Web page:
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Pranjal Sharma

Pranjal Sharma has been analysing, commenting and writing on economic and development policy in India for 25 years. He has worked in print, TV and digital media in leadership positions and guided teams to interpret economic change and India’s engagement with the world

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Politics Of Policy | A Demand For Demand

Finance Minister Arun Jaitley is banking on growth but there is not a lot of optimism about reviving consumer demand

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A recent conversation with a CEO of a manufacturing company offered me a new perspective on growth. "While many of us are seeking lower cost of credit and worried about bad loans of banks, there is a deeper cause for lethargy in business," he confided. "Most factories are running at 50-70 per cent capacity utilisation. Even if I could raise money for a new plant, there is no reason for me to expand."

This comment helped me realise what CEOs are terrified of. The lack of consumer demand is scaring CEOs more than the challenges they face in navigating approvals or seeking low cost credit.

Finance Minister Arun Jaitley is banking on growth but there is not a lot of optimism about reviving consumer demand. The impact of the efforts to build rural infrastructure will play an important role. By investing far more in irrigation, rural electrification and affordable housing, the government hopes to create a few more million consumers. Add the plan for financial inclusion using instruments like direct benefit transfer and a healthy environment can be hoped for. Agricultural credit has been promised at the highest level so far. Hundred per cent rural electrification is projected by May 2018.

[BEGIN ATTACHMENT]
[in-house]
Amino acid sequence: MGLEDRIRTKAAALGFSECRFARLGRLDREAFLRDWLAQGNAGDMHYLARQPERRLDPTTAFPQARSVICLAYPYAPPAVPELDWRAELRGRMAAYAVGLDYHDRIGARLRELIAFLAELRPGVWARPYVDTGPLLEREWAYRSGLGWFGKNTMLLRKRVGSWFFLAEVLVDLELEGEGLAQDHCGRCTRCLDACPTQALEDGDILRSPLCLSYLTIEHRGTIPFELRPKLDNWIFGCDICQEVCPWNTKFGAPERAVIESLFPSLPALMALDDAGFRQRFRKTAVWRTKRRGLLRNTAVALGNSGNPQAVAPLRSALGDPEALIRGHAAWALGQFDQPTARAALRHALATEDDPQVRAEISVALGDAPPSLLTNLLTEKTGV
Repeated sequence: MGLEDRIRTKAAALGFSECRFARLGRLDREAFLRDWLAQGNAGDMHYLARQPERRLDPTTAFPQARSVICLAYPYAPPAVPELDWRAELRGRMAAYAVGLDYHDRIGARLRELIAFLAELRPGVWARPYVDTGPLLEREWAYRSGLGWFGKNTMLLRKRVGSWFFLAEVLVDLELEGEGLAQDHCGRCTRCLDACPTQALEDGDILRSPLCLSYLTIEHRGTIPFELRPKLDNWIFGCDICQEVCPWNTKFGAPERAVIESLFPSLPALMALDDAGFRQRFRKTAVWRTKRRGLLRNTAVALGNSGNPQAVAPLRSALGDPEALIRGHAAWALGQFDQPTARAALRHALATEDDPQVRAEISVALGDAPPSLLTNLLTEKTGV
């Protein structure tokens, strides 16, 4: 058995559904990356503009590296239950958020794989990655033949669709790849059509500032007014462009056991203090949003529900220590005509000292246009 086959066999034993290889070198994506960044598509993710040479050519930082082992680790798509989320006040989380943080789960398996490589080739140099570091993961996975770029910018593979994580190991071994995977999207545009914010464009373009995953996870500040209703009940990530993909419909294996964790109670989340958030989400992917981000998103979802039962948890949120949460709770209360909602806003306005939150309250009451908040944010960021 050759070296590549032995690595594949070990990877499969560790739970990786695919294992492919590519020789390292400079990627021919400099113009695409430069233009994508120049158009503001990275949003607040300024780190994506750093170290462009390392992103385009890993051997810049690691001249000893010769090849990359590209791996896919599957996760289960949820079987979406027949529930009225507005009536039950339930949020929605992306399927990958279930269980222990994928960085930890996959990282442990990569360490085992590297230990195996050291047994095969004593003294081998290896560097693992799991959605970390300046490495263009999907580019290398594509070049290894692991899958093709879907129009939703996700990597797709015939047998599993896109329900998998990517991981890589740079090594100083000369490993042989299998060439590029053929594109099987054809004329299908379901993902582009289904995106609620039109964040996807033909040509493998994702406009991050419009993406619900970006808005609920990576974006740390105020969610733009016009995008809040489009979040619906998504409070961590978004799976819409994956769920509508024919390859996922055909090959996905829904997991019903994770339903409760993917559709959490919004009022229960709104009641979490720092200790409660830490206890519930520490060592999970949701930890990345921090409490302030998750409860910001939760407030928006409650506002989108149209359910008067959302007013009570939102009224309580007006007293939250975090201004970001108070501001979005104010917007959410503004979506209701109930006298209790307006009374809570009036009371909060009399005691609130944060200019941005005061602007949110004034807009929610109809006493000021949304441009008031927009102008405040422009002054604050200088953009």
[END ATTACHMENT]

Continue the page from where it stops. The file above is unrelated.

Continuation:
If these plans work, and projects are implemented in right earnest, neglected agriculture sector and the rural economy could pick up momentum. Tax breaks on small houses would help too.

There is not a lot for sparking urban demand. Taxes on most products and services are up. There is a distinct sense of the budget worsening the expenses of the middle class in cities and urban areas. A few income tax breaks will not excite the middle class and higher burden on the rich will dampen their spending.

There is an overwhelming sense of disappointment about the continuing narrow tax base. Jaitley has taken several initiatives to improve tax administration but the tax base remains less than 4 per cent of population. Middle class knows it and resents it.

There have been some welcome measures to remove needless processes and to focus on outcome. Each new scheme will have a sunset clause and will be assessed on outcome and impact. The distinction between plan and non-plan expenditure is removed too. On transparency, the government will deploy norms of country by country tax reporting and also ensure BEPS norms to curb tax evasion.

Overall, a sensible set of policies have been announced in the budget. Unless, consumers get more money in their hands and the confidence to spend, the mood in the economy will remain sombre. The factories will remain under utilised.

There is now a strong demand for higher consumer demand.


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